Panel Paper: The New Housing Crisis: Gentrification and Residential Instability in the Bay Area, 2009-2017

Thursday, November 8, 2018
Coolidge - Mezz Level (Marriott Wardman Park)

*Names in bold indicate Presenter

Jackelyn Hwang, Stanford University and Bina Shrimali, Federal Reserve Bank of San Francisco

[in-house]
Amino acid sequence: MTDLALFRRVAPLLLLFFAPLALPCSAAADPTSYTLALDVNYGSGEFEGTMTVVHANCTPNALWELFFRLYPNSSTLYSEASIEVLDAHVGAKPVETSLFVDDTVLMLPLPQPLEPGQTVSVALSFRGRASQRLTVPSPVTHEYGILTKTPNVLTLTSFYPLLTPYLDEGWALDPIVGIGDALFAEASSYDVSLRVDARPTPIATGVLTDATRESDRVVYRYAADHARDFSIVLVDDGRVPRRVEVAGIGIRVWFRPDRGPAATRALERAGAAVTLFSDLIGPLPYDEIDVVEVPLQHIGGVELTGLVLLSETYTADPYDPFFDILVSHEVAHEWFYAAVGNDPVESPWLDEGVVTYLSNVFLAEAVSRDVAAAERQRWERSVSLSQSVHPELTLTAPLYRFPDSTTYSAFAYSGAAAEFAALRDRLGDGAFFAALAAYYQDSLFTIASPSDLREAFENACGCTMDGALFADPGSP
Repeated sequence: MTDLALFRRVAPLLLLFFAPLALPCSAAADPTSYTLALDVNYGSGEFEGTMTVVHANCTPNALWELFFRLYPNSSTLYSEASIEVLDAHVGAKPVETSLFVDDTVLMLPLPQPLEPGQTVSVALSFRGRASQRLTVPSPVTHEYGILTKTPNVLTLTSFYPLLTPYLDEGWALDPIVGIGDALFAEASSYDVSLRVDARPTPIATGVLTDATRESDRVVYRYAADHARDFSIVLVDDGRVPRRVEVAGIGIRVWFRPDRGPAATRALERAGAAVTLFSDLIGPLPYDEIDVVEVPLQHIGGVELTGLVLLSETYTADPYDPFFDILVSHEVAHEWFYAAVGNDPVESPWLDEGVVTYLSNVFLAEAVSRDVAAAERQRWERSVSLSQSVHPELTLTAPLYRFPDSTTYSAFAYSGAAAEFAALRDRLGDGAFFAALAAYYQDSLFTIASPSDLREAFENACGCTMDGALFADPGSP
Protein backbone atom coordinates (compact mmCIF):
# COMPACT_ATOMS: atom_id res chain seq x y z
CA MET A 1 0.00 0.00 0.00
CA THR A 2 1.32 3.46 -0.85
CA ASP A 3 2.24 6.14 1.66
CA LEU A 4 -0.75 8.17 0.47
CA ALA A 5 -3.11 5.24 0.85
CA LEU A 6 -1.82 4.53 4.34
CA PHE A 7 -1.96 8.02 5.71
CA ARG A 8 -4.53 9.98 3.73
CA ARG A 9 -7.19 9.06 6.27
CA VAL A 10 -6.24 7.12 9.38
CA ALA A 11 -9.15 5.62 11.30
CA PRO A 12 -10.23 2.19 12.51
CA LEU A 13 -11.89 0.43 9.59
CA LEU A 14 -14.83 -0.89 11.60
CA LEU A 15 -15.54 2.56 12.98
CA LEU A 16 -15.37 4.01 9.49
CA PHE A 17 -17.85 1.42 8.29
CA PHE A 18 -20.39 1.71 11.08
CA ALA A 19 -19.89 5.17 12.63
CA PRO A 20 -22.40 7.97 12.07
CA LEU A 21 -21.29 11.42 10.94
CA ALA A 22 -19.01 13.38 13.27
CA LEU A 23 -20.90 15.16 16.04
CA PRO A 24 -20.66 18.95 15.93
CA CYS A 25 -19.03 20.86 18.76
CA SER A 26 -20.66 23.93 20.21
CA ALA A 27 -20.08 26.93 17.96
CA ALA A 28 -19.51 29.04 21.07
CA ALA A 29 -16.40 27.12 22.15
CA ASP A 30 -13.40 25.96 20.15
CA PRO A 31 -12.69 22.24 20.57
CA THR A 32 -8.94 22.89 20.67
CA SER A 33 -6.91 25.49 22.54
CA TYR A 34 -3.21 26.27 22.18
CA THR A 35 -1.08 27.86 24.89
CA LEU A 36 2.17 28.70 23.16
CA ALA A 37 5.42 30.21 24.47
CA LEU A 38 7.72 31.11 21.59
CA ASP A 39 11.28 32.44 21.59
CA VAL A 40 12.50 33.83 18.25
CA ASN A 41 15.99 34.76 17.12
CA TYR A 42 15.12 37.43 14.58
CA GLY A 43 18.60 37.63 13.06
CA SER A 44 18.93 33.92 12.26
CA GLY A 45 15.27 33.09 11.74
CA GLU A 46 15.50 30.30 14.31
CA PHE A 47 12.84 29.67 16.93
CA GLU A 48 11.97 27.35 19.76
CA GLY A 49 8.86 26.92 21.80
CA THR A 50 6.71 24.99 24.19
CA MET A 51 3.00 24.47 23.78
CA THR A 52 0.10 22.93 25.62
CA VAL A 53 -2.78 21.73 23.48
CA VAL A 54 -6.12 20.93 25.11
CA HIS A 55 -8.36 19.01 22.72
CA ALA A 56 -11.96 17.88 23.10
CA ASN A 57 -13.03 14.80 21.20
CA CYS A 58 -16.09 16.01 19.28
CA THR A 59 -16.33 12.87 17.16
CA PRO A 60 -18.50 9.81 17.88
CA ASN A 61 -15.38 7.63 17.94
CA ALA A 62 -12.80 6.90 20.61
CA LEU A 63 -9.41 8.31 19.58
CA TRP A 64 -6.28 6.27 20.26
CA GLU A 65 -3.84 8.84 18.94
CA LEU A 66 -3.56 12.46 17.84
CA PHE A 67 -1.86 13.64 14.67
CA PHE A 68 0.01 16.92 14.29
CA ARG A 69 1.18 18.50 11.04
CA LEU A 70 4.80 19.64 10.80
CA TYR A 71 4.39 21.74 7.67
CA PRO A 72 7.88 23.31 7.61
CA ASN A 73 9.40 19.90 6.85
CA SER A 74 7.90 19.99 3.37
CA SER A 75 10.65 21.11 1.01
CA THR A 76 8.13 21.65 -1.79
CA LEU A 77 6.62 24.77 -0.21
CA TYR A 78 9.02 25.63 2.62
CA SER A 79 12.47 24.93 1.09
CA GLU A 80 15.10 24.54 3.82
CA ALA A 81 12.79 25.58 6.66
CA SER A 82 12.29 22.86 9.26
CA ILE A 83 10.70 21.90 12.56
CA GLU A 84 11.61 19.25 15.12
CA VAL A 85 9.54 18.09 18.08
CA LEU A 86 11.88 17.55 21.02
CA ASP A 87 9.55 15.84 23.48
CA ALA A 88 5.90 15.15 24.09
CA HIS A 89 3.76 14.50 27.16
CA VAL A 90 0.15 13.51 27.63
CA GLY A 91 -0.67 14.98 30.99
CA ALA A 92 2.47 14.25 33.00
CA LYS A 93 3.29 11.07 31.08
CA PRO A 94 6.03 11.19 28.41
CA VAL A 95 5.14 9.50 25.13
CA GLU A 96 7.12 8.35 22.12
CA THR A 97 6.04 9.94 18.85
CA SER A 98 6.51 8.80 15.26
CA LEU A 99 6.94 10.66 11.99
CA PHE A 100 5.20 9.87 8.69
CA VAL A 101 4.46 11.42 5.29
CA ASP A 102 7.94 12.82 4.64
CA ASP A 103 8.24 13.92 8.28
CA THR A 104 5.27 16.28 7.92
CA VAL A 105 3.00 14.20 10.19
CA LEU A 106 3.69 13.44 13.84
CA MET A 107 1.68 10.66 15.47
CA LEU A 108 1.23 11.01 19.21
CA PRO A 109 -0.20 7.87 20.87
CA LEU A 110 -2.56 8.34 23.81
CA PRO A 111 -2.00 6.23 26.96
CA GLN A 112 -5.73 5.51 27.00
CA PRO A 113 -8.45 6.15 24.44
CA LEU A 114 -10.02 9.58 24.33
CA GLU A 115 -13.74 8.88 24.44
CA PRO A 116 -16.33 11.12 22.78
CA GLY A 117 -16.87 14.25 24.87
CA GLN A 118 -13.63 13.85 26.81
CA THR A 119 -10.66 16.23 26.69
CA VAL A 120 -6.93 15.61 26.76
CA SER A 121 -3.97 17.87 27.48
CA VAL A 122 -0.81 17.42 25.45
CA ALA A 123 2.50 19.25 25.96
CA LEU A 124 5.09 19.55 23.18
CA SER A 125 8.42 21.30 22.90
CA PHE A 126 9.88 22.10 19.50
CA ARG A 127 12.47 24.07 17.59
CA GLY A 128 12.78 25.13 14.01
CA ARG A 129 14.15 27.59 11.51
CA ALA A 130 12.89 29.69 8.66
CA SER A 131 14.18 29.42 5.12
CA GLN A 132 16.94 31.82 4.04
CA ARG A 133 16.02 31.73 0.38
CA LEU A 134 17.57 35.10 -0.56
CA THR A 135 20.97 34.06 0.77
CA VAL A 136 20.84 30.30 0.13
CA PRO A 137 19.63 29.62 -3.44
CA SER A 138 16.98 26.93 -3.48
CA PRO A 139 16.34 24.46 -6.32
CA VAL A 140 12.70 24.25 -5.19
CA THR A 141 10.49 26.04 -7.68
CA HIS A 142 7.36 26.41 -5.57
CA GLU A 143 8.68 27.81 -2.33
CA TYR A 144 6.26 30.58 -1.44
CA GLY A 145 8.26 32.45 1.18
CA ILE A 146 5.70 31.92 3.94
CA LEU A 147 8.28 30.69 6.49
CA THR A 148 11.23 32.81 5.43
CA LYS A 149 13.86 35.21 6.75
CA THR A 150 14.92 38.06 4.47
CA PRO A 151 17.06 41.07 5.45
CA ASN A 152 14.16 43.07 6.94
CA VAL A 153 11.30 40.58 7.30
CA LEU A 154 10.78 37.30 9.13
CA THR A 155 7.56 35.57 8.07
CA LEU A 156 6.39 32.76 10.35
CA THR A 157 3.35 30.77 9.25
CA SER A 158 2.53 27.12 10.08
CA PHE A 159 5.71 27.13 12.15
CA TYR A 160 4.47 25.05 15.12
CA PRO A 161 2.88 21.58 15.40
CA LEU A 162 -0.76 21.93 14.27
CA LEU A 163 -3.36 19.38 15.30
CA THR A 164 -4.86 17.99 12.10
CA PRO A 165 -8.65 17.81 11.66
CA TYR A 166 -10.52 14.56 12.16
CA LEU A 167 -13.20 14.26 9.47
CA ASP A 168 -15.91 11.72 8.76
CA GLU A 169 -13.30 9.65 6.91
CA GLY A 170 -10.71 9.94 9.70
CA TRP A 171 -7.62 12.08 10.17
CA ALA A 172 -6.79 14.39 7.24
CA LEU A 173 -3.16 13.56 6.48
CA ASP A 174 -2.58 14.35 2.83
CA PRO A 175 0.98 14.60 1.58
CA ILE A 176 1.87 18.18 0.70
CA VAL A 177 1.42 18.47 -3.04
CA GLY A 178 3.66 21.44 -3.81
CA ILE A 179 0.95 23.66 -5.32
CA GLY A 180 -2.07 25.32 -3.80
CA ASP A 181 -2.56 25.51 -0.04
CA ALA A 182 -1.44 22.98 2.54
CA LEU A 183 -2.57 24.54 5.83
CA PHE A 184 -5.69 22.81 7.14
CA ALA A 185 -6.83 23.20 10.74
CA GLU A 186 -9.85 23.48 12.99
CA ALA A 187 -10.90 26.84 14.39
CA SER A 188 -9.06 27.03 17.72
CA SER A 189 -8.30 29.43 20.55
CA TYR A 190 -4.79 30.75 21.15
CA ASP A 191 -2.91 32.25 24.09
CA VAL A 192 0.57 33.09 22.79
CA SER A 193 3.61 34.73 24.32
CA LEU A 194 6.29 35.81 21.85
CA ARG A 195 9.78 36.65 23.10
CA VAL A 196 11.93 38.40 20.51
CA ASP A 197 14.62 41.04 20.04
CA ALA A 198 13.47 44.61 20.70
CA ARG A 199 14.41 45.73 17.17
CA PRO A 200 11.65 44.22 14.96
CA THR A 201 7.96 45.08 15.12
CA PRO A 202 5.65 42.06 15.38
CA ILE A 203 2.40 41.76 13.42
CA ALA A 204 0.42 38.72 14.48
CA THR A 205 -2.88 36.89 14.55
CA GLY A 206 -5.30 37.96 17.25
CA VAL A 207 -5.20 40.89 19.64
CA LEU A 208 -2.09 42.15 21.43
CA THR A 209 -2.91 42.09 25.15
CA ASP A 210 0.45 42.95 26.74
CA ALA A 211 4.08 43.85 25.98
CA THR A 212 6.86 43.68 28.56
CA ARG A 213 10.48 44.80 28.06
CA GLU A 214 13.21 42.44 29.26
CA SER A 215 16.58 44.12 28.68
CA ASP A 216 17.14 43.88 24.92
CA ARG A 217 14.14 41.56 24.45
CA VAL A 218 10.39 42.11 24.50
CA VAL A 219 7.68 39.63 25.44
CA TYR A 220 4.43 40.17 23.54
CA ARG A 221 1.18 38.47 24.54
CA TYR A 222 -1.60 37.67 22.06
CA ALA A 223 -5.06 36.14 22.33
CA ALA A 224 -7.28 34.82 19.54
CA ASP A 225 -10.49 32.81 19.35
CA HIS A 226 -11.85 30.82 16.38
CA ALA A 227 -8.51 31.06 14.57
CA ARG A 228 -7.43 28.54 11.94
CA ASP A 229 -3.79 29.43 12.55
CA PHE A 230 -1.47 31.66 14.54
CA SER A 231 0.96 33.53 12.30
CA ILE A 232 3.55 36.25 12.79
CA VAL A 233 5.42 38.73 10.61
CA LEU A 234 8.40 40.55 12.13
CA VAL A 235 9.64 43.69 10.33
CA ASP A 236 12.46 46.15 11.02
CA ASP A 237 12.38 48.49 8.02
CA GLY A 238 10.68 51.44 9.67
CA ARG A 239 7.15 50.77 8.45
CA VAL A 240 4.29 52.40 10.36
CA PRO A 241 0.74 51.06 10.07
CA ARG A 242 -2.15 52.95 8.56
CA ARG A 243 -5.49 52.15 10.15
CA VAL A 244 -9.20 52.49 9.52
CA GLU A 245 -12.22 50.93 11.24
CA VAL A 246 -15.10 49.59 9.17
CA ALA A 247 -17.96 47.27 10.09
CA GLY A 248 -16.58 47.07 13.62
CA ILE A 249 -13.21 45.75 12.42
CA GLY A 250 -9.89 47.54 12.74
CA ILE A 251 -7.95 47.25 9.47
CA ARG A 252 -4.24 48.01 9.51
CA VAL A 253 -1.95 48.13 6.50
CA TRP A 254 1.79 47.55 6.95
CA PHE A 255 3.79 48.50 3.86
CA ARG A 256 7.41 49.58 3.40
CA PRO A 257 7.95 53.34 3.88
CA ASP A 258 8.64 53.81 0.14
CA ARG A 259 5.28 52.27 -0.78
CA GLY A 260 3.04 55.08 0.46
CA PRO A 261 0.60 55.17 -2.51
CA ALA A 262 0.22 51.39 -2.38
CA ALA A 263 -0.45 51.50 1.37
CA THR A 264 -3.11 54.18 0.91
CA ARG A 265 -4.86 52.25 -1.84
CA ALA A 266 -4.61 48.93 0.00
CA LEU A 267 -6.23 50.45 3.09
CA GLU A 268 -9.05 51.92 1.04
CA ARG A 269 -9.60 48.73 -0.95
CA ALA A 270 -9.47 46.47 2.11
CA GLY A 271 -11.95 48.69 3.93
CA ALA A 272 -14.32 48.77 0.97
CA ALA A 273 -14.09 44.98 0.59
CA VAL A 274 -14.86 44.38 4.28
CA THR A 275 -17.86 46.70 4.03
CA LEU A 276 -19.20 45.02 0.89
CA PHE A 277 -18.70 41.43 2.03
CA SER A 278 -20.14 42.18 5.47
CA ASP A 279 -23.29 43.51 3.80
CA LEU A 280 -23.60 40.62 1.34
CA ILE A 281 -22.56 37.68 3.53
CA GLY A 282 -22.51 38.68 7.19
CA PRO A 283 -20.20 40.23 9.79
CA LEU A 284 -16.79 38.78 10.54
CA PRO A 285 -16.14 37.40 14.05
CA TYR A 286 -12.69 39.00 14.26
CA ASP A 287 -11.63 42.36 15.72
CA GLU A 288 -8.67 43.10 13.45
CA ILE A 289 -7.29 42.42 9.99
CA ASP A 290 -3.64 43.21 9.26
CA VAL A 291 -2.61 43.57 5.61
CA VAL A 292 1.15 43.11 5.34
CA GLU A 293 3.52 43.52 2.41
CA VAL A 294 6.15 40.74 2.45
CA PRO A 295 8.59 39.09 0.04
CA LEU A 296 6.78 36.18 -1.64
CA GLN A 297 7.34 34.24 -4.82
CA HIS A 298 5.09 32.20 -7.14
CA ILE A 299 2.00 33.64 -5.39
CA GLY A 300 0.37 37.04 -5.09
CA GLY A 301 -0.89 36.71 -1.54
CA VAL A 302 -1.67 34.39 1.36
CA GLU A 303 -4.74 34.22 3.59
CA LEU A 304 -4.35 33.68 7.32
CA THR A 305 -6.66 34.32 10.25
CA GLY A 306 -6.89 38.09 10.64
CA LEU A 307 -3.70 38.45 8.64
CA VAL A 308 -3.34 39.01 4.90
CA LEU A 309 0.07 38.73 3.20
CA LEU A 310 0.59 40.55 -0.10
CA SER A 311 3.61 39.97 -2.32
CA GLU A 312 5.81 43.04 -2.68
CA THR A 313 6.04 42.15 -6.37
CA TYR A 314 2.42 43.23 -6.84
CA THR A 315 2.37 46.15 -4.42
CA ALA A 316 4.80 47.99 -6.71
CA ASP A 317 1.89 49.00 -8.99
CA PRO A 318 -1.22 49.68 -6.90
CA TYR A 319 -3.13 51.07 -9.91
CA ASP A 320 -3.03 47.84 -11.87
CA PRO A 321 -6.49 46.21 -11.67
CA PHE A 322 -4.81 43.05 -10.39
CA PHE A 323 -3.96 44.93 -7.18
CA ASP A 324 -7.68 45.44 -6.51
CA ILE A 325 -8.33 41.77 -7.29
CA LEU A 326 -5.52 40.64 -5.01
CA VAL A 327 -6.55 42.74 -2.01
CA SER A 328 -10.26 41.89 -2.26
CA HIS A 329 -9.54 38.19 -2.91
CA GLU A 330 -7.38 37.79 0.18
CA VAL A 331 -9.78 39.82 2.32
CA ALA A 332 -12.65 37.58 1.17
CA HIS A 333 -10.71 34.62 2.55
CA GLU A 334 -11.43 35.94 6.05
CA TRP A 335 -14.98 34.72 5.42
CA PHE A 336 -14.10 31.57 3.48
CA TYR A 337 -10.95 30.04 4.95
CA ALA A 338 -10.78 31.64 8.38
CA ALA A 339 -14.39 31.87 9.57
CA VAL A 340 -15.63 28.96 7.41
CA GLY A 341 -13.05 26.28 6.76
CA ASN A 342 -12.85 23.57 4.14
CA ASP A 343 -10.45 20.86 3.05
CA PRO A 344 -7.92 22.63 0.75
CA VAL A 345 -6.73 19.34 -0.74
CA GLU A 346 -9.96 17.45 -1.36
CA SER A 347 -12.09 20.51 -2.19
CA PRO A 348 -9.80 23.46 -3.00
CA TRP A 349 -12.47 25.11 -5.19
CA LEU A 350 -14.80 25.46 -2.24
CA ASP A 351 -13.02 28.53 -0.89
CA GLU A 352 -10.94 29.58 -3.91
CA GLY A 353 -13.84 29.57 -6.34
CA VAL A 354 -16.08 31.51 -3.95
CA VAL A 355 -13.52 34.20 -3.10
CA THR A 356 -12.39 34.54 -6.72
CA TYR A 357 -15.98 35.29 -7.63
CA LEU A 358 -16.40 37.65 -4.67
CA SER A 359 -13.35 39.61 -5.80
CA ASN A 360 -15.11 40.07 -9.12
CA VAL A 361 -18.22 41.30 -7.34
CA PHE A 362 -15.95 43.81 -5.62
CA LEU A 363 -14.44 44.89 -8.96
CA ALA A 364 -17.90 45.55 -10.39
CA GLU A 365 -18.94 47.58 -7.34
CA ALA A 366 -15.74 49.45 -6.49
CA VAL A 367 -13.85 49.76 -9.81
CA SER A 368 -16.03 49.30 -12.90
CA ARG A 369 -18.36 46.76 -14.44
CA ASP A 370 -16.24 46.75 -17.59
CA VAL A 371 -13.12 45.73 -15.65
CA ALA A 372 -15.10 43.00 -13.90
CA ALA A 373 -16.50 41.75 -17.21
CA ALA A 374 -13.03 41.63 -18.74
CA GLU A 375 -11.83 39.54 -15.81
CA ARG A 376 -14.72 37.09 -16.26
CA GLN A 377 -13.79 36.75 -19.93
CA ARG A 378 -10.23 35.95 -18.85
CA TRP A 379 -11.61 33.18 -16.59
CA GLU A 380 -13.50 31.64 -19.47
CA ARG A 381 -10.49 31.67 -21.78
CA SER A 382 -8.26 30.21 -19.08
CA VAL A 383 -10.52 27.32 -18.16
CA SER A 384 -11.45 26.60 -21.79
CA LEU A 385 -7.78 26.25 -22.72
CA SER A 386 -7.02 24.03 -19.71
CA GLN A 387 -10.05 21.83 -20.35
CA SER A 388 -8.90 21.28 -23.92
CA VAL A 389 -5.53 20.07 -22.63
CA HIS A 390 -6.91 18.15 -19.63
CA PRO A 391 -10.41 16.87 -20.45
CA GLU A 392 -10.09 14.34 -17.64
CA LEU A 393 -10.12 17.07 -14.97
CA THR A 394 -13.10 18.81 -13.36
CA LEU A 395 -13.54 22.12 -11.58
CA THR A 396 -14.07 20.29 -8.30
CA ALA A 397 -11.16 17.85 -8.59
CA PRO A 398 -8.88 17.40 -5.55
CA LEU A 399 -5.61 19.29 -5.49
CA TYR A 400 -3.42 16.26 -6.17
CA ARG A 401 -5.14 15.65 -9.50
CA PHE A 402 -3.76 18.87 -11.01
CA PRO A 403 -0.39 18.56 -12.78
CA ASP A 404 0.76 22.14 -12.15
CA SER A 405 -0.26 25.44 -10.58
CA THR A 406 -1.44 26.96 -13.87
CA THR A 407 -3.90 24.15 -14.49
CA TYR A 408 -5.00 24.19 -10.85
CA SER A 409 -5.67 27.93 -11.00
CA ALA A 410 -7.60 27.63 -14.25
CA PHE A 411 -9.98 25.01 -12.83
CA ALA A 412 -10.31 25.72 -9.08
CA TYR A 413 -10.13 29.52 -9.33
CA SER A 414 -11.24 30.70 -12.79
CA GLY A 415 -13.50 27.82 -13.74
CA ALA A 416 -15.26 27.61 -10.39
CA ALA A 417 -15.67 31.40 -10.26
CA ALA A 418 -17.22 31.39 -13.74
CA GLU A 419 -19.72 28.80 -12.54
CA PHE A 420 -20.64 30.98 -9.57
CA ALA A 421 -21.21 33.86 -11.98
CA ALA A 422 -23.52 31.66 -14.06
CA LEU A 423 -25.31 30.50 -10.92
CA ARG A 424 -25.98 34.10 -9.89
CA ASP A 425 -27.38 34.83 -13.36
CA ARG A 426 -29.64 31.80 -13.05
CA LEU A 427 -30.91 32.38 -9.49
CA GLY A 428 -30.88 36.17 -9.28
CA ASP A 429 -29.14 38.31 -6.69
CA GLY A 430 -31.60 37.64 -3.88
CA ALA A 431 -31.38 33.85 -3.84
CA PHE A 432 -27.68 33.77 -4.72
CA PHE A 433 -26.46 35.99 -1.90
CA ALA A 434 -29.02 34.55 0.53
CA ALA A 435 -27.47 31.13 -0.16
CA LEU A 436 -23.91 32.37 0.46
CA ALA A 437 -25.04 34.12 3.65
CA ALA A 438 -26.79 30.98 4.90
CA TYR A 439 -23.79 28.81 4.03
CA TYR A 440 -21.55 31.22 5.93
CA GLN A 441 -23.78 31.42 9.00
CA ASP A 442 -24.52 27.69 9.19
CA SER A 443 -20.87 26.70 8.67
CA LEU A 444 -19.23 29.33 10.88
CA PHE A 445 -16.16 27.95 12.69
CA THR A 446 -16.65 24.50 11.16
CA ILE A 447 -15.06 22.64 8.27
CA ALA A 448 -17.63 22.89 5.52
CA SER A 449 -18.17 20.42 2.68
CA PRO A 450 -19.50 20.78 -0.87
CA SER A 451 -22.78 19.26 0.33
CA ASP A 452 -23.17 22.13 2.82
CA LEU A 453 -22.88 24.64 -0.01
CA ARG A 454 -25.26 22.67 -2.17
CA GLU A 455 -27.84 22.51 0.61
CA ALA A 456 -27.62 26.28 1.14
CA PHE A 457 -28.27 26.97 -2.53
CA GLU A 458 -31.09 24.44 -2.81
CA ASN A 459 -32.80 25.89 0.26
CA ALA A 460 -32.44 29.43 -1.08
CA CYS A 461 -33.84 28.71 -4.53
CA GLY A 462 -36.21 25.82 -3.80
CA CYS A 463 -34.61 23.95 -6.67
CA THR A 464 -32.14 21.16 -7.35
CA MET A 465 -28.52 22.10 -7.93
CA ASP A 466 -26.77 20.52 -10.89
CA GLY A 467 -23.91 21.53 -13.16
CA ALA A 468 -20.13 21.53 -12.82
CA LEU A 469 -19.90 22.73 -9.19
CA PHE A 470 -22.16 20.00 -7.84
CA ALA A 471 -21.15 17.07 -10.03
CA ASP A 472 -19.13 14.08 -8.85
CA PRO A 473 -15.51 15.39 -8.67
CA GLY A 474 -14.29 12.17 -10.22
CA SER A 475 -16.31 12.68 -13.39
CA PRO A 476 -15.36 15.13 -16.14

The Great Recession was marked by the collapse of the housing market and the foreclosure crisis, but many places now face a new housing crisis marked by the lack of affordable housing. Nearly ten years since the peak of the housing crisis, housing prices across the U.S. have reached unprecedented levels, while wages have continued to remain stagnant. Residential stability appears increasingly less attainable for low- and middle-income households, especially in metropolitan areas that disproportionately attract highly-skilled workers. Recent studies employing microdata have examined various aspects of residential instability associated with gentrification, but these studies have primarily focused on earlier time periods and either examine trends across the U.S. or in relatively loose housing markets. This study extends this research and assesses how gentrification affects residential stability among residents in the Bay Area in the post-Recession period. Unlike loose housing markets, the Bay Area disproportionately attracts highly-skilled populations and has experienced housing price increases far above national averages, particularly since the end of the Recession. Drawing on a unique, large-scale consumer credit database of residents in the Bay Area from 2009-2017 and US Census and American Community Survey data, we assess the degree to which gentrification is associated with the onset of new delinquent accounts, residential outmigration, and access to homeownership, as proxied by the issuance of a home mortgage. We stratify residents by credit scores and consider varying paces and stages of gentrifying neighborhoods to assess heterogeneous effects. While the Bay Area may be experiencing more advanced levels of gentrification than most regions of the country, our findings are relevant to metropolitan contexts around the country as consumer preferences shift and some areas continue to attract highly-skilled populations.